The British and American governments bicker over how to capture Ko and use his knowledge of Chinese and Soviet intelligence to their respective advantages, with Smiley particularly interested in Ko’s interactions with Smiley’s old nemesis, Karla. Westerby becomes caught up in the middle of it all, battling with his doubts over the Circus’ ethics, methods, and influence in Asia on the whole.

This sequel goes in a surprisingly different direction from the first novel, focusing on the dilemmas that virtuous men face while trying to serve what they believe to be the best interests of their nation. Are the British and American intelligence forces truly trying to make the world safe for democracy? Or are they simply concerned with protecting their own strategic and financial interests on the world stage?

Tinker Tailor Soldier Spy does a brilliant job of initiating us into the world of international espionage, but The Honorable Schoolboy enriches the franchise by introducing the endless ethical quandaries that go hand-in-hand with being stuck in this brutal world of deception and moral ambiguity.


Smiley’s People

The conclusion of the trilogy begins when a Russian immigrant living in Paris is tricked into filing an exit permit for her daughter, who is still stuck in the oppressive Soviet Union. When she receives no word regarding her daughter’s exit status, she seeks the help of a retired Soviet general who is actually a British spy, who relates the woman’s story to the Circus before he is murdered by Soviet agents.

When MI6 once again recruits George Smiley out of retirement to investigate the matter, he navigates a web of Soviet spy indiscretions and confessions to deduce that Karla, the cunning old Soviet spymaster, is behind the fraudulent exit permit. Discovering a vulnerability that could finally lead to Karla’s defeat, Smiley must decide if his ultimate professional victory is worth stooping to the abhorrent levels that his longtime nemesis has traded in for all these years.

The conclusion to Smiley’s trilogy wraps up the plots and themes of the books in a manner befitting the series: not with a grand chase scene ending with an epic shootout, but with a lesson in covert tradecraft that is as complex and ruthless as it is realistic and uncinematic. Where a lesser story would climax with gory death scenes and dramatic monologues, Smiley’s People leaves us with a stroll on a bridge and the drop of a lighter. Yet our eyeballs are still glued to every page, our hearts nearly exploding from the tension that has been built so expertly over three long novels.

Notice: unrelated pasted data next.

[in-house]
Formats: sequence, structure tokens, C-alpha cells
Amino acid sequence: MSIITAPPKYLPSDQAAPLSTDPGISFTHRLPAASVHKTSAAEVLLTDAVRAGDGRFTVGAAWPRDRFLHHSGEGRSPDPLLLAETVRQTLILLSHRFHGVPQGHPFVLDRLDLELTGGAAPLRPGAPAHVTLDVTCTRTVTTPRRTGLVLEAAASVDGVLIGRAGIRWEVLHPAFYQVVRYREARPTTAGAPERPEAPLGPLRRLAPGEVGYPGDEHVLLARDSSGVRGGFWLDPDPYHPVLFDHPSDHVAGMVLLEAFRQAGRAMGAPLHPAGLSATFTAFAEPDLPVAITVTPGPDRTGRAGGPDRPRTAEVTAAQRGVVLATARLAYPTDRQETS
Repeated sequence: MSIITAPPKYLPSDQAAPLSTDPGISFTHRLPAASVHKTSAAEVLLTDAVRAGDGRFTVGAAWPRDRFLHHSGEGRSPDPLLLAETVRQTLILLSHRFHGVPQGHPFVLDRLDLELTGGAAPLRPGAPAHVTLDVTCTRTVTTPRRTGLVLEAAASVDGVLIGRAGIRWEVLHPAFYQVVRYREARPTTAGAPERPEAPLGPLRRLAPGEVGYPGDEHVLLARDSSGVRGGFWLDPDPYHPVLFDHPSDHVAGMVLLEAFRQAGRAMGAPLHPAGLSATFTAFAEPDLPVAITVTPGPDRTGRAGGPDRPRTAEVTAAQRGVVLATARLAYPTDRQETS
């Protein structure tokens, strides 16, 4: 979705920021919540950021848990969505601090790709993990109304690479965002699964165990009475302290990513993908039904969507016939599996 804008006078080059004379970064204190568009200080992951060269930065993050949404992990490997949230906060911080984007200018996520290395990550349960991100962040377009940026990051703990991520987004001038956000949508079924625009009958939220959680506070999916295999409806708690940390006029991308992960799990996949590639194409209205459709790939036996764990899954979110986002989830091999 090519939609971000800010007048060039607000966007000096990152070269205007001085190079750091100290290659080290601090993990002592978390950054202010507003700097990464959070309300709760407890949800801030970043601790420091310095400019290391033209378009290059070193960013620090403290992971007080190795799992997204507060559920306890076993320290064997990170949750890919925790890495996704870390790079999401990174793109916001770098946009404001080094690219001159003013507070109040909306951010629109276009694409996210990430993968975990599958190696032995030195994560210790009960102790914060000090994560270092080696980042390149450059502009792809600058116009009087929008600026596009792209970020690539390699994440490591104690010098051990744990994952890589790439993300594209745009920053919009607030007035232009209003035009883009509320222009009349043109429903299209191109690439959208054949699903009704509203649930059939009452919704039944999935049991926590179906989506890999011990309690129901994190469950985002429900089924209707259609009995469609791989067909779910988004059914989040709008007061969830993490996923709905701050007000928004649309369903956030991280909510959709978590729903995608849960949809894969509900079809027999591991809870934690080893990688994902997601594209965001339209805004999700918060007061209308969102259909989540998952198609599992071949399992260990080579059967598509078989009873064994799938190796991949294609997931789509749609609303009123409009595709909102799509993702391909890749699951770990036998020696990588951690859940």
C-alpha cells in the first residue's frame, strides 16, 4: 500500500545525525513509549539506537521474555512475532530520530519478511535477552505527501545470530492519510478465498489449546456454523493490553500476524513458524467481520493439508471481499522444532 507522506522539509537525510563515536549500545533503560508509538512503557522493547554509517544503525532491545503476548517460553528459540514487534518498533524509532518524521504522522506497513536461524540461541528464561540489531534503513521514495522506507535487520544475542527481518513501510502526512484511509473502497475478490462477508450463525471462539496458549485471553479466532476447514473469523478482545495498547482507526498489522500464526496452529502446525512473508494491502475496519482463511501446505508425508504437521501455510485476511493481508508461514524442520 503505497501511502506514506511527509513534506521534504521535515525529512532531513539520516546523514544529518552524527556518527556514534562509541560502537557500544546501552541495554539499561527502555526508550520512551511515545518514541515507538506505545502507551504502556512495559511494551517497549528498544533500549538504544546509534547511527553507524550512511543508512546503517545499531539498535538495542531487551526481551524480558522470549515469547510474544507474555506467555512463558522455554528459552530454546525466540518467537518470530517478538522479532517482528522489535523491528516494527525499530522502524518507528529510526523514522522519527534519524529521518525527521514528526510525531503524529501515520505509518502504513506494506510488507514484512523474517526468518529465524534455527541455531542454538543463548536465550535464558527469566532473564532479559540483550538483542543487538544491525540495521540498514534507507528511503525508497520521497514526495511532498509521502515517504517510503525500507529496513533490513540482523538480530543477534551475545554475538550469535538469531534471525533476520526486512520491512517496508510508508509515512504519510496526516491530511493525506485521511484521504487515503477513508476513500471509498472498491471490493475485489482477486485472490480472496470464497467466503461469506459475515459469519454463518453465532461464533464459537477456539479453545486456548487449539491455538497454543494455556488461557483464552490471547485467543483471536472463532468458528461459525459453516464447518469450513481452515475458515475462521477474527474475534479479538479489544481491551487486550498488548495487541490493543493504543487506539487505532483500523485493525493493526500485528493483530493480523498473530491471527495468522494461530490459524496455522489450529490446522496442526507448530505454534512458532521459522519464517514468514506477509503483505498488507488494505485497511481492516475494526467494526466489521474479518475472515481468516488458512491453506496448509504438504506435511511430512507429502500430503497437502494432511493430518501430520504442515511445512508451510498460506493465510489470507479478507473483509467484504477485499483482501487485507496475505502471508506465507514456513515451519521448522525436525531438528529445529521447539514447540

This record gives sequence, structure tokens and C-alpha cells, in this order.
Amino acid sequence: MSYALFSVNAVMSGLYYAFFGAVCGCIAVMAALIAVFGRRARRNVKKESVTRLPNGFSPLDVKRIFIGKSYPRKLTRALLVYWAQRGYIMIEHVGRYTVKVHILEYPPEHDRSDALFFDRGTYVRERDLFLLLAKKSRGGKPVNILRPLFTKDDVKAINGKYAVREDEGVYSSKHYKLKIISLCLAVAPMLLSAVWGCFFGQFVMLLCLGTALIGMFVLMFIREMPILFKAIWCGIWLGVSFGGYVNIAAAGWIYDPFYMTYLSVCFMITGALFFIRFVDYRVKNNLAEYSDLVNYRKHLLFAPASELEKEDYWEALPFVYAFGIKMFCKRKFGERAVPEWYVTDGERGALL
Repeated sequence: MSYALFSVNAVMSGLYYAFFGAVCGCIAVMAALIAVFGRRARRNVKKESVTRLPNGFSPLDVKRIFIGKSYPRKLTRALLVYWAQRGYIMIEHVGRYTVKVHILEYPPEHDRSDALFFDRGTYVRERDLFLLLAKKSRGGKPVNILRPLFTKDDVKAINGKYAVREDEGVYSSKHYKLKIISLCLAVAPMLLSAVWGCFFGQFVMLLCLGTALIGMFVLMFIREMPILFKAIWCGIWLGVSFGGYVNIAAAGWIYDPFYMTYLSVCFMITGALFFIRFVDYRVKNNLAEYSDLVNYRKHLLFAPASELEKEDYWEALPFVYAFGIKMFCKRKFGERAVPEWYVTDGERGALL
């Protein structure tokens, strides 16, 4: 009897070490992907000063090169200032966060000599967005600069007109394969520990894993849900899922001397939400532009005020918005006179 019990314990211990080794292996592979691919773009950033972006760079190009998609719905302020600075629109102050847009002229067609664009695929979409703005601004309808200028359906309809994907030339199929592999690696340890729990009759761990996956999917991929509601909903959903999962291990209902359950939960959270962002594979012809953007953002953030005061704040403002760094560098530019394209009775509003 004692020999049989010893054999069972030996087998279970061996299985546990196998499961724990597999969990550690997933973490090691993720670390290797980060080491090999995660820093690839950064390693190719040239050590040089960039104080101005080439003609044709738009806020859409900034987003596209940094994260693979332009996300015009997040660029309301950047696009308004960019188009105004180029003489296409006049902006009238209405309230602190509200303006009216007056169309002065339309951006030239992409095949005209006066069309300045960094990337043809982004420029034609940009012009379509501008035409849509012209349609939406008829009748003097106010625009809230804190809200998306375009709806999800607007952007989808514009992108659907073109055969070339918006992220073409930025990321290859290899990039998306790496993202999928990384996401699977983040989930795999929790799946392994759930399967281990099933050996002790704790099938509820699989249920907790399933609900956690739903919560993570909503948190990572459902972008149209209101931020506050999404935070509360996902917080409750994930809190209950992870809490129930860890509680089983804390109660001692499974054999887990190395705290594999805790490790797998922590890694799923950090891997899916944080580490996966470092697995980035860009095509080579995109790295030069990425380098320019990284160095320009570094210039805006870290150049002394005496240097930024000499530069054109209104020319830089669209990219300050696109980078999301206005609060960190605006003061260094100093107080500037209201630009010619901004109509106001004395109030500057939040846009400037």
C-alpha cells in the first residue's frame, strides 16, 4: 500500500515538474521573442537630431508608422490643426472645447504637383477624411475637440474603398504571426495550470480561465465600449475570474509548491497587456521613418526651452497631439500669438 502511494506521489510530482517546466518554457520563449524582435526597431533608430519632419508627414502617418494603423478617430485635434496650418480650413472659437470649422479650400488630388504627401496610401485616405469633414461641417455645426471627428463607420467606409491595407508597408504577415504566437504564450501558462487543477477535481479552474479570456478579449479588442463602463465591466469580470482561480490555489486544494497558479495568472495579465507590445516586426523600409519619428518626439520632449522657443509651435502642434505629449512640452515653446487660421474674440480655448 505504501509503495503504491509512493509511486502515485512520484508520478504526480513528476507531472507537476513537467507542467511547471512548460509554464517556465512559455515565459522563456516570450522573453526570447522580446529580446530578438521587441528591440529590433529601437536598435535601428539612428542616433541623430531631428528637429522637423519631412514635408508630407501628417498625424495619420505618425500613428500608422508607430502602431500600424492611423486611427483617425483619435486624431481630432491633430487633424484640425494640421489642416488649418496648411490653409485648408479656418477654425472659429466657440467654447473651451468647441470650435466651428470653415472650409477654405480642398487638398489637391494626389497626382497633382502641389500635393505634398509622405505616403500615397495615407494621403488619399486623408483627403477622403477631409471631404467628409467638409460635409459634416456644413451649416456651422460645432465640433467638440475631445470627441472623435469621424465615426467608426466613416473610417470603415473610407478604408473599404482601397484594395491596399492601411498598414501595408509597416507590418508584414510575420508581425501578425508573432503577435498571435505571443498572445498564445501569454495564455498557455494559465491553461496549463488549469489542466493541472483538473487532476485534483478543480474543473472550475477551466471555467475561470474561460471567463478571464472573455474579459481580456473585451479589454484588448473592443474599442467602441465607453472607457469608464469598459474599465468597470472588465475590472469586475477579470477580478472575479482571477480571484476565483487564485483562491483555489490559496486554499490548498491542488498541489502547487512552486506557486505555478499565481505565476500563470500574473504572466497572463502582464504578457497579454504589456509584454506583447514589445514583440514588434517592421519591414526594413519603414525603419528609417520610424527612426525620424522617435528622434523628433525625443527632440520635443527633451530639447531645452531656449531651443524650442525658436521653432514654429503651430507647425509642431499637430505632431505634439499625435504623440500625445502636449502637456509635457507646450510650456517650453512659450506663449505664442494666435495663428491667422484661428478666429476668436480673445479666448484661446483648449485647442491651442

The Smiley trilogy is proof positive that you don’t need grand set pieces, pithy one-liners, or psychotic villains to write an engaging spy thriller. Nuanced, realistic stories with deep, understated characters make this series every bit as exciting as any exotic, grandstanding shoot-em-up you’ll find on the shelves. If you want proof, these stories have inspired both a British miniseries and celebrity-packed Hollywood film, with heavyweights like Alec Guinness and Gary Oldman in the starring roles.

Trust me, if you commit your close attention to this series and deign to follow along with the compelling procedures and lingo of real-life Cold War-era spy tradecraft, I guarantee you will be satisfied.

As fun and exciting as the James Bond franchise is (and I’ve always been a big fan), there is something unique about being allowed behind the curtain of authentic espionage tactics by someone who has seen it firsthand. It’s got nothing to do with blackjack or martinis or doomsday weapons. It’s all about building relationships, psychology, manipulation, and exploiting vulnerabilities.

After reading le Carre’s novels, you’ll realize that real life spies are actually far tougher and more capable than any role that Sean Connery or Daniel Craig have ever played.


By Luke